Curtains for Mozart

Last post’s concerns: words containing layers of metaphors and connections… words as fossil poems, poems which can be dug up again, reconsidered. At least one reader, Erin, seems to enjoy this line of thought, and that’s enough encouragement for me.

I was intending to write about the opening of the Mozart Wind Quintet, which I played at Marlboro… and I got stopped by a metaphor. “Opening” means “beginning;” in this case I am using a synonym (constant, careless expedient of writing) to refer to the piece’s slow, magnificent introduction. But: “opening” like the opening/raising of the curtain at the beginning of an opera, of an entertainment? I posit this equivalence of spatial (curtain going up) and temporal (first moments of anything) without any hesitation; it is an accepted currency exchange. But how is this moment of the piece like other openings–like, say, the lifting of the lid of a box to see what lies inside; or, the opening of a flower; or, to use a metaphor given me by Anner Bylsma post-concert, the cracking open of a walnut? In each case, something is revealed, which was initially concealed; we have to “get at” the main thing, which is behind the opening (opening as looking for a thing, opening as action, opening as layer/obstruction which must be pulled aside). Again, these are spatial constructions, seemingly separate from music, where tones dance in their so-called abstract space: how can one moment in music be “behind” another, in the way that the opera’s set lies behind the curtain? It would seem that every moment in music comes “after” the previous (not behind)… in a row, in order… if we were to be literal. But I think every listener feels at some point that some moment in a piece is a core, a kernel, a revealed, lurking truth (it’s out of order, from another place). And I am speaking not just of goals or climaxes, which are the obvious cores and kernels, but also the secret, random, quiet moments, parenthetical turns of phrase from which other things radiate (another spatial, physical metaphor).

Schenkerian analysis seems to address this spatial possibility of music by proposing levels: background, middleground, foreground. Music has deeper and more surface levels, like a cave! But the background in the Schenker view is almost always the same, the deepest level is the unfolding of a triad, of a single chord. It is true that very often phrases seem to reveal harmonic frameworks; I will concede that this may be, in fact, the purest, least metaphorical way of expressing what phrases reveal (as they open, unfold, show). But I cannot resign myself to that; for me this prioritization is too meticulous, systematic. Sometimes, I think, phrases reveal quirks, they reveal not the central thing but the detail; I have a more “literary” view of these levels. Each phrase of music pulls back, opens, to reveal its own rounding, its own completion… (or lack thereof) … which may happen with a flourish, or merely “by the way,” or any number of ways. A single word may outweigh the grammar of the whole.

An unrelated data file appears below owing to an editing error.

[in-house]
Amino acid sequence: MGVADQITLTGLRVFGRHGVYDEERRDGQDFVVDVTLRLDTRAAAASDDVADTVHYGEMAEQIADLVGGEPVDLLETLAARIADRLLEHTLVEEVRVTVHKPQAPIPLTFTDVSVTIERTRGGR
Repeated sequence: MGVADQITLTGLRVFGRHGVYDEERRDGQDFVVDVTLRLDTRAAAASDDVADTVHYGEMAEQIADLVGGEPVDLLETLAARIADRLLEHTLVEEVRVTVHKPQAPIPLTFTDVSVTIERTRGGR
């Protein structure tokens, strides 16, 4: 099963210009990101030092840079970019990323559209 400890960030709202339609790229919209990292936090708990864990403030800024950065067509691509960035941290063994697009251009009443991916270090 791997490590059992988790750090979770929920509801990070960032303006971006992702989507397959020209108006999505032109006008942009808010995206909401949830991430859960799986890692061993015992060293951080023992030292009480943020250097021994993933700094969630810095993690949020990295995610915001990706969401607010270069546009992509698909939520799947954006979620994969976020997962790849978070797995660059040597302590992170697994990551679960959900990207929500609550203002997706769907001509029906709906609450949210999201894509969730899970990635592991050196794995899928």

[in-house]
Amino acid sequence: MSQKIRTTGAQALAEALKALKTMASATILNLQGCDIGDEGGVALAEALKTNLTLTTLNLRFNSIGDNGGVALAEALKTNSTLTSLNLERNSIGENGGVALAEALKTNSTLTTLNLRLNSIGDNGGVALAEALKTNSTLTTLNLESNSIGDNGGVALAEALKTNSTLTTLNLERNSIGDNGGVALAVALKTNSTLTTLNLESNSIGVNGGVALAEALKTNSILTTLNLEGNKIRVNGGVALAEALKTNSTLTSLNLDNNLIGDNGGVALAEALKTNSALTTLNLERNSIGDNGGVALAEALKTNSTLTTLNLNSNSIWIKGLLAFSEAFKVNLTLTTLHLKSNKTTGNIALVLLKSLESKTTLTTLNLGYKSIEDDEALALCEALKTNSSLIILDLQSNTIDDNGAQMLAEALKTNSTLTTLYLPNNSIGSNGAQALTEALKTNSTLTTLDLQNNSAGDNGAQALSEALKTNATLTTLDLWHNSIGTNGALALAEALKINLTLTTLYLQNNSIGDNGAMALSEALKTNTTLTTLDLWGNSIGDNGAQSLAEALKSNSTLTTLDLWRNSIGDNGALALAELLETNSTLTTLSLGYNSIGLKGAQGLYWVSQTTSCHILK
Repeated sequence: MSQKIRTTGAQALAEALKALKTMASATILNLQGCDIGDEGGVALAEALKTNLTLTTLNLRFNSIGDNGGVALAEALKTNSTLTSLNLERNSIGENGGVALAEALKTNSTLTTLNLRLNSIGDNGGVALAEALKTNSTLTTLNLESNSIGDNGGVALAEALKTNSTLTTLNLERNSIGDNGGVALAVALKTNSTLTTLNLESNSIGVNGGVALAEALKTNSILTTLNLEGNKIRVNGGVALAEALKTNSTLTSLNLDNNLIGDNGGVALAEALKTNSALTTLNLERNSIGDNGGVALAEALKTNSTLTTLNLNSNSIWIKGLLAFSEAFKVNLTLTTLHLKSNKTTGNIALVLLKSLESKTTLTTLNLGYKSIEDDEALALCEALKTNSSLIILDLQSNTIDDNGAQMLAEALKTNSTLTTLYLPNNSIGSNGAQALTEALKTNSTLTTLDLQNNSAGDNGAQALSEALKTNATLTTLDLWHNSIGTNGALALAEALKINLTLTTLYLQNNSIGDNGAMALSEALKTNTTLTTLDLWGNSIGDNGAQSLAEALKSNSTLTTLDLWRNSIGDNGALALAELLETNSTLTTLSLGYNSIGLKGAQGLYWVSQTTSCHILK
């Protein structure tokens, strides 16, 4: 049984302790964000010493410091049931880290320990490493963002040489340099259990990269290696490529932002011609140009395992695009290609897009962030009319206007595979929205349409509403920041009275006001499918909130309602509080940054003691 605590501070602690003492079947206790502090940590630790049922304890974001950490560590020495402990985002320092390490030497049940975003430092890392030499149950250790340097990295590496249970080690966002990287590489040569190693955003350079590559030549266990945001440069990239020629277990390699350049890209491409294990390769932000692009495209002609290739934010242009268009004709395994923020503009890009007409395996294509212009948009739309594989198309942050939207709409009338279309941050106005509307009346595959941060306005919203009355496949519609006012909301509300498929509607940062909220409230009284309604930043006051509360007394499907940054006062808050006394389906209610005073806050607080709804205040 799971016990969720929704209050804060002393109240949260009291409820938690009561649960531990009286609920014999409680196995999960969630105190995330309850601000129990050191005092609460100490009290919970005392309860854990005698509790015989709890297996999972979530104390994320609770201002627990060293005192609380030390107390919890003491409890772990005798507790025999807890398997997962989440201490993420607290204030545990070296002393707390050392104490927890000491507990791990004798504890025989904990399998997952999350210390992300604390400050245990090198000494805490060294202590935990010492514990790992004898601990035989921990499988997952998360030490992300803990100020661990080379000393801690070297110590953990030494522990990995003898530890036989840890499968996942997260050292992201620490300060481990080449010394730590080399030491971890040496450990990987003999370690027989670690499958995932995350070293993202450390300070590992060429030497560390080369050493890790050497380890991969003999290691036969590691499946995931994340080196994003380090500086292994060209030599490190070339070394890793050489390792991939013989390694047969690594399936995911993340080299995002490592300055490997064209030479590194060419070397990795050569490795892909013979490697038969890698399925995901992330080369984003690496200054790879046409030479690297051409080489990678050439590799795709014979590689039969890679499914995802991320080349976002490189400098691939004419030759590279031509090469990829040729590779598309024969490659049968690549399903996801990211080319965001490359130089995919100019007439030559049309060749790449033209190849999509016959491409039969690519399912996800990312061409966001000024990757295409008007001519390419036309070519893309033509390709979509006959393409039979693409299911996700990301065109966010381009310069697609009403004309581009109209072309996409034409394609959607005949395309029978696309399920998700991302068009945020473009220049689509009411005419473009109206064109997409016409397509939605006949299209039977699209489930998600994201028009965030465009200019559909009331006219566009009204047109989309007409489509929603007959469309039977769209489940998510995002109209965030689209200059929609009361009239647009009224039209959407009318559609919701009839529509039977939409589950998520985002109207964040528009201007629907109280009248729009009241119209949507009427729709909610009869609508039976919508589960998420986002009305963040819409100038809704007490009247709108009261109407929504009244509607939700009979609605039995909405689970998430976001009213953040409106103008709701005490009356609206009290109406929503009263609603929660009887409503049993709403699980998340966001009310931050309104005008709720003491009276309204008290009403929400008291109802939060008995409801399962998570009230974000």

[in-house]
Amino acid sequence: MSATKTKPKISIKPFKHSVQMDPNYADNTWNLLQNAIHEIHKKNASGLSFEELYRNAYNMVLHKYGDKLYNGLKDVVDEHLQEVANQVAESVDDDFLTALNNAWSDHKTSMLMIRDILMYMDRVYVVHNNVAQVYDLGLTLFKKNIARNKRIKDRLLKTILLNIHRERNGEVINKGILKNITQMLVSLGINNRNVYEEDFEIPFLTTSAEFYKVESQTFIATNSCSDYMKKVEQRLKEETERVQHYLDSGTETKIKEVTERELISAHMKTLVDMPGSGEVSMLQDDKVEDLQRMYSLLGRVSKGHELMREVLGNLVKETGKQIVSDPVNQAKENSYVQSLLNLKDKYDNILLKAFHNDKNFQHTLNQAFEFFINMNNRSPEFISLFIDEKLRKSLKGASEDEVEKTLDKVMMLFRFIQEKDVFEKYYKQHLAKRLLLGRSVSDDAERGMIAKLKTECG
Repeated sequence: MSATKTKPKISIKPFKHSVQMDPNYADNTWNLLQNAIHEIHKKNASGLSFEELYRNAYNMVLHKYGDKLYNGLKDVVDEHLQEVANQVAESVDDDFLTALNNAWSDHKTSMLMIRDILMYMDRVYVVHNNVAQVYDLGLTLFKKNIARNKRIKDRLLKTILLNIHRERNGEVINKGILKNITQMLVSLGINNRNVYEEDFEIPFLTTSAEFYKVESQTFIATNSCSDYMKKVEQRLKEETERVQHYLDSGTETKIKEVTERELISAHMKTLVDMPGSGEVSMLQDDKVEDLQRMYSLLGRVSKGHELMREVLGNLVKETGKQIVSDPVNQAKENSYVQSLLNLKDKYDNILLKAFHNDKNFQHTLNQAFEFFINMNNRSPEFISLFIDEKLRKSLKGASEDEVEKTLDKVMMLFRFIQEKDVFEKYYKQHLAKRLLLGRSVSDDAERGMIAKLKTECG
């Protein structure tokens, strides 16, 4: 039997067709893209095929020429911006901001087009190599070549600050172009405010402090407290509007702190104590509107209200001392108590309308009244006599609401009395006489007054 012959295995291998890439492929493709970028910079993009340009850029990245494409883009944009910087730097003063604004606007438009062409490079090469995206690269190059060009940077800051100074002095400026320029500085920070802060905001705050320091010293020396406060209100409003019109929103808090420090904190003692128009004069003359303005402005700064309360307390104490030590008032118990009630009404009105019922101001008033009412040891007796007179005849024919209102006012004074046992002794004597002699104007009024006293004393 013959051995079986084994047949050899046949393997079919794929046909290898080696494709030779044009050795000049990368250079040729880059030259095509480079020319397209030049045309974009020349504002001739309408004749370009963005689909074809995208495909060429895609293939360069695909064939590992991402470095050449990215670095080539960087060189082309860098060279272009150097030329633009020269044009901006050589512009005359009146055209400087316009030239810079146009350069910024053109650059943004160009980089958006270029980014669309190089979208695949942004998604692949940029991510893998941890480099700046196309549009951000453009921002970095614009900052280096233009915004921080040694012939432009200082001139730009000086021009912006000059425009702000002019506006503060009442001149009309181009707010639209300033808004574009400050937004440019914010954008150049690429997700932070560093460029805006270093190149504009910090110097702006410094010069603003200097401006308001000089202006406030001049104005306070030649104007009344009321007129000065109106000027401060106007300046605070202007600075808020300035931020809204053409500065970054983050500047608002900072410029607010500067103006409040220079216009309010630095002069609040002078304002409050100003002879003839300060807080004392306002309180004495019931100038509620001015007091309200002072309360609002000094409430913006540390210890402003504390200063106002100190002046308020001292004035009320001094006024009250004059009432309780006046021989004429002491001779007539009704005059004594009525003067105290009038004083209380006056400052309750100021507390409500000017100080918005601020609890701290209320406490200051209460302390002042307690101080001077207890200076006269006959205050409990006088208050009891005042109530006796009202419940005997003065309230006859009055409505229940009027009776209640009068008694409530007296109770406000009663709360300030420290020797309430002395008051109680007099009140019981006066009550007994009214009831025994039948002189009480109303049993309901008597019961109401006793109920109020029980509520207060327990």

The Mozart Quintet begins with the “usual” suspects–strong chords outlining our main characters–

Tonic, dominant, tonic. I, V, I. I resolve, therefore I am. But these three pillars, announcing the bold opening curtain, seem to exist to reveal this quiet, intense, compressed phrase in the piano, this little powerful truth–

–which one feels barely has time to express itself before the demands of the next phrase weigh in. “I am opening” the first chords say, and the piano says what is behind the curtain, the intensities hidden in the tonal world.

The focus of this little phrase is a seventh chord. (Avid readers may notice a similarity to the seventh chord at the center of the passage in E major I cited a ways back as being played in a rather amazing manner by Mitsuko Uchida.) A digression on seventh chords: consider this linchpin of Western tonality:

The dominant seventh chord (seen above, bar 2 of the Mozart Quintet, opening curtains). As posed in this example it is poised to resolve to F major, perfectly, with no loose ends. But if you take the third of this chord, and shift it down a half-step, you have something quite different:

Now there are loose ends, there is no one-step resolution… (there is no simple solution)… the chord is more free-floating. So, too, if you raise the seventh of the chord a half-step:

These two, more complicated, seventh chords are part of a larger group, a species… Allow me a little oversimplification, musician friends, starting now! I feel like they (these kinds of seventh chords) live most naturally, freely, decadently (like Gauguin in Tahiti, say) in French music of the late 19th century, for some reason, though of course they appear very often in Mozart, Bach, whatever. But French music tends to savor these seventh chords, or let them savor themselves, as sound. They lounge nude in the flora of romantic French excess. In this classical German music they live a less easy existence; they need to be “resolved,” intellectually dealt with… against the three enlightened, classical, clarity-obsessed chords of the opening of the Wind Quintet the seventh chord in the piano is a dangerous blurring, a sensual transgression. I have observed this many times… which is why I feel justified rambling on at length about it here!